BERKELEY He is thin and so pallid as to be nearly translucent, befitting a sun- deprived Oregonian. Though pushing 30, his voice retains the escalating pitch and whine of adolescence. He dresses suburban casual, in jeans and T-shirt.
Seems, you know, like a regular guy.
Yet here is Tynan DeLong, standing before a live microphone in front of more than 400 habitues of a chic nightclub called Shattuck Down Low, baring his soul, sharing his deepest, darkest secrets, exposing his erstwhile teen angst for all to mock.
"Growing up," he says, voice at near-crack, à la David Sedaris, "I was a sensitive softie who dreamed of being a tough-guy gangsta-rapper type, a dream born when my mom bought me Dr. Dre's 'The Chronic' for Christmas. I was 10 years old."
The mere idea of this mild-mannered Everyman harboring phat hip-hop aspirations is whack enough to elicit chortles and squeals of glee among the audience members at the monthly cringe-fest known as "Mortified," featuring people reading from their real childhood diaries to judgment-passing strangers.
To some, it might come off as pathetic, an exercise in self-flagellation. To those in attendance and, yes, even those reliving humiliation onstage it's great fun. And maybe, just maybe, it will serve to salve DeLong his suppurating psychic wounds from teen years straight outta Eugene, Ore.
"I didn't want to be any rapper," he continues, after the guffawing abates, "I wanted to be a member of the Wu Tang Clan, rapping under the alias Golden Playboy."
This is just too much. The crowd howls at the incongruity, dissolving into peals of laughter. And DeLong hasn't even started reading from his diary, detailing in '90s hip-hop patois his deep and abiding love (at least for two weeks) for Heather Hinkleine, whom DeLong calls "my personal Winnie Cooper."
Already, on this night, the "Mortified" crowd has been treated to Amy Wilson's frank, boy-crazy Excel spreadsheet list of "guys I kissed on the road to having my first boyfriend"; David Levitt's recollection of his teen self putting smooth moves on a "middle-age lady" (age 30) next to him on an airplane; Jaime Ford's lists of teenage grievances growing up in Fresno; and Joan Franzino's fantasy "first time" that wickedly parodies Judy Blume at her most overwrought.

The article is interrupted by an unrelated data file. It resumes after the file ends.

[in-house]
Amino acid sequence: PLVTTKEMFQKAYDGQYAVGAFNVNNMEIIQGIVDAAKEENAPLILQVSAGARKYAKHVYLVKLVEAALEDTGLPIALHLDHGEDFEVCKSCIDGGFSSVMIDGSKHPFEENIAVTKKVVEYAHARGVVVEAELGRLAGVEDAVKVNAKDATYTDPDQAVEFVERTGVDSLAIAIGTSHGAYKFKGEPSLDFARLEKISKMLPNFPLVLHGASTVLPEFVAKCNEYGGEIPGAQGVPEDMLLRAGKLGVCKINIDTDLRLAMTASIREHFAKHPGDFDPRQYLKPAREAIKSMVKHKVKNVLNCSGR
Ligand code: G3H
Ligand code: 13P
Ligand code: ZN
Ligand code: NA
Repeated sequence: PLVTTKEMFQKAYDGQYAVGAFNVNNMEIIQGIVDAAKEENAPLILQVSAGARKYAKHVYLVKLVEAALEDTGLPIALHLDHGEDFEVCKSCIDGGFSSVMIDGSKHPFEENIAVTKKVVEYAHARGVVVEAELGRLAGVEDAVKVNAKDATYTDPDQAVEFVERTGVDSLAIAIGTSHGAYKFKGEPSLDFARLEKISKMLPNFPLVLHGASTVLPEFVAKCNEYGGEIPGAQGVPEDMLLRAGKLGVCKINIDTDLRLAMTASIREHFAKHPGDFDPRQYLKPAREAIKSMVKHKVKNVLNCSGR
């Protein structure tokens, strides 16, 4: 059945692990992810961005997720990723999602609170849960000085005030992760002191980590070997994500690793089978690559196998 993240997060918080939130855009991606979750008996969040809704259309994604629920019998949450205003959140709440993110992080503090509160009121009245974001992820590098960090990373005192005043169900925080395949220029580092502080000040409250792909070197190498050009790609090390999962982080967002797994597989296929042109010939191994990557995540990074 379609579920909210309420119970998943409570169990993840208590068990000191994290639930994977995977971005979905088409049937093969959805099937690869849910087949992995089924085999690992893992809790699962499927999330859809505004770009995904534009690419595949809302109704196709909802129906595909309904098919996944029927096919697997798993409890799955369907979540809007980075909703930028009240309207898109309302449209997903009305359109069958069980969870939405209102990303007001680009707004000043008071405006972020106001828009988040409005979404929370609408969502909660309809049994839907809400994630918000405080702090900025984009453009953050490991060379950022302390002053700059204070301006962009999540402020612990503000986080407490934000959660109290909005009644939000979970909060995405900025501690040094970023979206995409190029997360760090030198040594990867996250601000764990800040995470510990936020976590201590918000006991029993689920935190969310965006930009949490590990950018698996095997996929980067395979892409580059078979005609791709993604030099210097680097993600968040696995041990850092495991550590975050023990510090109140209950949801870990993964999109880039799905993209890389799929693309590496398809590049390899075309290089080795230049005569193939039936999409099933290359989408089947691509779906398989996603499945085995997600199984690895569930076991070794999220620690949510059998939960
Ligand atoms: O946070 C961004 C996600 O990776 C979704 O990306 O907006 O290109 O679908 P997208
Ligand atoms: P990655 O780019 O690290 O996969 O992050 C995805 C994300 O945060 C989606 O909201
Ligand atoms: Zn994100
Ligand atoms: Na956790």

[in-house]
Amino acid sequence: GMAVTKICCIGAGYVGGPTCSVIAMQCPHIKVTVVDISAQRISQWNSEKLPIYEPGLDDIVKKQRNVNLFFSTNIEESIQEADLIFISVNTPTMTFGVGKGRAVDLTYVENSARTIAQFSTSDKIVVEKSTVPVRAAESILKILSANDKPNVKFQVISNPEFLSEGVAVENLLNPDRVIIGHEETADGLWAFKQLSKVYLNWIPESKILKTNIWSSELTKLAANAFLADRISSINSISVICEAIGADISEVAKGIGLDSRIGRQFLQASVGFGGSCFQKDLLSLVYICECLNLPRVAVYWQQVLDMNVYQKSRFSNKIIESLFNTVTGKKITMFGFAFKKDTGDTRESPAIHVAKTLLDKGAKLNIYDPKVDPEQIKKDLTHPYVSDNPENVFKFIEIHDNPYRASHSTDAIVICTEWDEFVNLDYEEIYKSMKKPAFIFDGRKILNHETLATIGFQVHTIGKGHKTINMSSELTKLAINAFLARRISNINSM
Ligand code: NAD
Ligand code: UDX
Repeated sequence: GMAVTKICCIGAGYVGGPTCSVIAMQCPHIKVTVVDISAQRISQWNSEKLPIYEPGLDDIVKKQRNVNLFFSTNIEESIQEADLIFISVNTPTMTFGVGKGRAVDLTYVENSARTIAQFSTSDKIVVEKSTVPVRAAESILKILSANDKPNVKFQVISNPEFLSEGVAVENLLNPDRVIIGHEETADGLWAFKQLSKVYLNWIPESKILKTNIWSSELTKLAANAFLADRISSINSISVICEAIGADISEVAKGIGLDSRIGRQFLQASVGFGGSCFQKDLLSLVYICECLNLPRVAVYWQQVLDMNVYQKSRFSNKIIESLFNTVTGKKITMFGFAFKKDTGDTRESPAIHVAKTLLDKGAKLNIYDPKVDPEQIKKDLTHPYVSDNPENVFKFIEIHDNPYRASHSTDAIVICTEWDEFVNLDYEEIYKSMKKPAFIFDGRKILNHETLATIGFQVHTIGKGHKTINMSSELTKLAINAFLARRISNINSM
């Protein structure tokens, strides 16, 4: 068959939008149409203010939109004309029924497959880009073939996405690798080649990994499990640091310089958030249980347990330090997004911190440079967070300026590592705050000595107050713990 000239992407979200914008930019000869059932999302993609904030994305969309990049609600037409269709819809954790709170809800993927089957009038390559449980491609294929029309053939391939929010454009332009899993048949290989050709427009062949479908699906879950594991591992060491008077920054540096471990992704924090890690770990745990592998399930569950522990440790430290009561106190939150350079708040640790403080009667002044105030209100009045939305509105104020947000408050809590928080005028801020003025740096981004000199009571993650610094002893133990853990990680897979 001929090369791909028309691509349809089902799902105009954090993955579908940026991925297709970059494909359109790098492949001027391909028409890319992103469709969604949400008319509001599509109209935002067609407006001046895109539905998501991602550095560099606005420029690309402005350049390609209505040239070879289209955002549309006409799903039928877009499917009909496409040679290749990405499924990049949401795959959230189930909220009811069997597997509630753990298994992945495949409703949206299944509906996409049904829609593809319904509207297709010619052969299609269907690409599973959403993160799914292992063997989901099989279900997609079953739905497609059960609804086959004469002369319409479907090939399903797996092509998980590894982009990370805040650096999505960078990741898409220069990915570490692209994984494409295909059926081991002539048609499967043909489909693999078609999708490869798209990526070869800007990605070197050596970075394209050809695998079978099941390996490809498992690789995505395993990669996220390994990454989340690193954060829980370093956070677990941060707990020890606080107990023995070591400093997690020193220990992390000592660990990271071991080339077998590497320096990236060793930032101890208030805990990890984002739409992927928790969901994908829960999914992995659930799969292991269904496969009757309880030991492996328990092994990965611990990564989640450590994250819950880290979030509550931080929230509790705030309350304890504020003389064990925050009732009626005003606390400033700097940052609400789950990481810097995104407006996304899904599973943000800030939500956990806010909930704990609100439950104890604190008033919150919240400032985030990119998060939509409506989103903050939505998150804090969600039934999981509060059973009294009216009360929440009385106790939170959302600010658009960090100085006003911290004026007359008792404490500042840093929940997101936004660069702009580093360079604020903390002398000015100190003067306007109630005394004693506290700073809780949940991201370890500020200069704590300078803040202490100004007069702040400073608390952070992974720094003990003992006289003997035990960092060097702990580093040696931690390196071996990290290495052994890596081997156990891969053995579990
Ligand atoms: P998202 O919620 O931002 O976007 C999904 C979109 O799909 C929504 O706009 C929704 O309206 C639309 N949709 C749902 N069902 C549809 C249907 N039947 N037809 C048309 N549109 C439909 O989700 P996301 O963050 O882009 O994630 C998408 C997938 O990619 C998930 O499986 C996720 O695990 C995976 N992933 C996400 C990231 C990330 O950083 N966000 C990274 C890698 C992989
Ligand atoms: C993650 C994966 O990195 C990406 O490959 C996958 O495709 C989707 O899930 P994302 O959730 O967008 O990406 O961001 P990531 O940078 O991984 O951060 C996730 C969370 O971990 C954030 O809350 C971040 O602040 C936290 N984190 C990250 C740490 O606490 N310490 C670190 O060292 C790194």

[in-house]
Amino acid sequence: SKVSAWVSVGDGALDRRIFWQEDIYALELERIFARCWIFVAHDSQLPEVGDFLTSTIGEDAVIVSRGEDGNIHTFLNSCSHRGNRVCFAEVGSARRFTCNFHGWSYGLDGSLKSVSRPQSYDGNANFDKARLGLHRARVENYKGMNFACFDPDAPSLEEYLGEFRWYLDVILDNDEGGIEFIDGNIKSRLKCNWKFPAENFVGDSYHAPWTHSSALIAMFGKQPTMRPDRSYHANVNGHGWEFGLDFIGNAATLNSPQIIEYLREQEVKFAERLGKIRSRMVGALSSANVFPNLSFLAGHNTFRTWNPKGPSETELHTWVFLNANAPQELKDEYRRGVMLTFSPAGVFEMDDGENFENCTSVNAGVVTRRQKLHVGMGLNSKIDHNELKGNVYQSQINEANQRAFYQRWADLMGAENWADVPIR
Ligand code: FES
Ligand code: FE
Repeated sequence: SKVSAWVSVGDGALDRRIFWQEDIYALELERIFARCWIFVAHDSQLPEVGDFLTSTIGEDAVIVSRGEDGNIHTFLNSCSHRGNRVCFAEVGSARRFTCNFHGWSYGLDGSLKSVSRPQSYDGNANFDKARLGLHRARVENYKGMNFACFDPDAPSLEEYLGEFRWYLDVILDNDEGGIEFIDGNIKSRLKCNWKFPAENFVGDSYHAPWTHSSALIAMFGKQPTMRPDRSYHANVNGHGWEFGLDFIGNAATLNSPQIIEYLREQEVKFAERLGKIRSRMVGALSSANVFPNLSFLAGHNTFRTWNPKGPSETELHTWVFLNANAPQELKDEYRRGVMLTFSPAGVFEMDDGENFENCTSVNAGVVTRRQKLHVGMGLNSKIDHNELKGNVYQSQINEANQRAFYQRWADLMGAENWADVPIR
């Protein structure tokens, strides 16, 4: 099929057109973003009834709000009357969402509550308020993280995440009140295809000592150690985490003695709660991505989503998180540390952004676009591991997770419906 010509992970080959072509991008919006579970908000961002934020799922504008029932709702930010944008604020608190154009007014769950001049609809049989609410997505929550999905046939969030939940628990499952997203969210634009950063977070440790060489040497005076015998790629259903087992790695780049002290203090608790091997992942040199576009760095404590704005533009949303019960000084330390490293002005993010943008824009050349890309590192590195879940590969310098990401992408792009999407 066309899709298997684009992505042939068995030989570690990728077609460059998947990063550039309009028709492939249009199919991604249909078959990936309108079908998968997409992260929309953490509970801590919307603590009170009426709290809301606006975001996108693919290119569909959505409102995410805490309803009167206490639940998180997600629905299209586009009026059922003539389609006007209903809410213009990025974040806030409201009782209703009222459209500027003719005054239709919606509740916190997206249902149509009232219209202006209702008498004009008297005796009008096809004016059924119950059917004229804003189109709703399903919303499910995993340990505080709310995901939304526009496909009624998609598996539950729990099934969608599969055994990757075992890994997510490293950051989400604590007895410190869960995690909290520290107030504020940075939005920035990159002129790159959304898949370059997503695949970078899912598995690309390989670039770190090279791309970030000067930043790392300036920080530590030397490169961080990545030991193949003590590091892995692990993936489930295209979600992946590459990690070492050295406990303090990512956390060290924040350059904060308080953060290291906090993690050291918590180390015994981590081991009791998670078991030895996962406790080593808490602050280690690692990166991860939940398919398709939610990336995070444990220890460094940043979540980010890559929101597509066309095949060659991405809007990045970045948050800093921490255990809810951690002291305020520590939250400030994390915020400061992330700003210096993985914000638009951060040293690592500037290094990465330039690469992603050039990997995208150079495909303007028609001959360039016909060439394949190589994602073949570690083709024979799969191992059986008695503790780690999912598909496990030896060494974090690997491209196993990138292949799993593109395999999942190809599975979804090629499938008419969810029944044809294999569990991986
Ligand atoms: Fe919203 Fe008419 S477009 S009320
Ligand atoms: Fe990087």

"Mortified" shows originally sprouted in late '90s Los Angeles and, after being featured on the radio program "This American Life," spread to other major cities. In 2011, the Sundance Channel aired "Mortified Sessions," featuring famous actors looking back at their youthful indiscretions.
Bay Arean Scott Lifton brought the franchise to San Francisco and Berkeley six years ago, and this Thursday's show at the DNA Lounge (see cover box) in San Francisco will be taped for a documentary on the movement.
Cynical types might dismiss this form of entertainment as just so many retro hipsters gathering to sneer at the earnestness of youth. In actuality, the vibe tilts more to a therapy-group- session purging. People love to hear others' cringe-inducing tales of woe, perhaps because it absolves them of their own After School Special antics.
"It connects to some inner-past of yours," says David Melis, an Oakland resident and repeat "Mortified" customer. "It's that awkwardness that's really relatable. We're like, totally cool in the Bay Area, like, 'Yeah, I live in the city.' You forget about those years. But they are part of you."
You laugh at others, says audience member Laurie Pantell, because you relate to their teen foibles and, in a way, forgive your own transgressions. Plus, as an Oakland psychotherapist, she says hearing stories in a humorous context lets her indulge in something she can't in her professional capacity laughter.
"I really get a kick out of it," she says. "I always hear people's stories about their childhoods and young lives, so this appealed to me. You can't sit there cracking up in (a session)."
There is much to amuse the listener, though please note: A good portion is, alas, far too explicit to document here.
We hear about Levitt's "sexual frustration" as a 17-year-old and his vow to rectify that by the end of summer either with Veronica, Stephanie or Kate or all three. "July 27, 1:09 a.m.," he reads. "I'm beating myself up for not being a man. I was bar mitzvahed five years ago, but I don't think I'm a man! I remember that Thanksgiving of 1999 when Veronica told me she thinks friends should have sex. I don't think anyone would disagree that that was a direct invitation.
"Twice, we've slept in the same bed and, despite wanting her more than anyone in school, each time I copped out, not making a move."
The crowd, which has been giggling throughout, emits a group "Ahh " by way of sympathy. But the jollity's soon back when, his summer over and no sexual triumph notched, young Mr. Levitt makes a desperate move on his seatmate on a cross-country plane ride. Wincing hijinks ensue.
But it's not all sexual shenanigans. Much mirth comes from hearing twisted teen perspectives on life.
Ford, the Fresnoan, cops to being a chronic listmaker who pens letters to her unknown future husband. She recites a wrenching poem to the boy who takes her virginity.
Then there's her ultimate list, "Things I Want in a Man."
To wit: "1. Balances his checkbook. 2. Doesn't subscribe to any porn magazines. 3. Doesn't own a gun (actually hard to find in Fresno). 4. Drives an American car 5. Loves '80s music and Neil Diamond."
She's still looking, by the way.
Next shows: 8 p.m. Thursday at the DNA Lounge (375 11th St., San Francisco); 8 p.m. Saturday at the Shattuck Down Low (284 Shattuck Ave., Berkeley)
Tickets: $15 advanced; $20 at door.
Purchase at: http://getmortified.com/
Reason to go: Relive those awkward teen years by listening to your peers read embarrassing snippets from their diaries.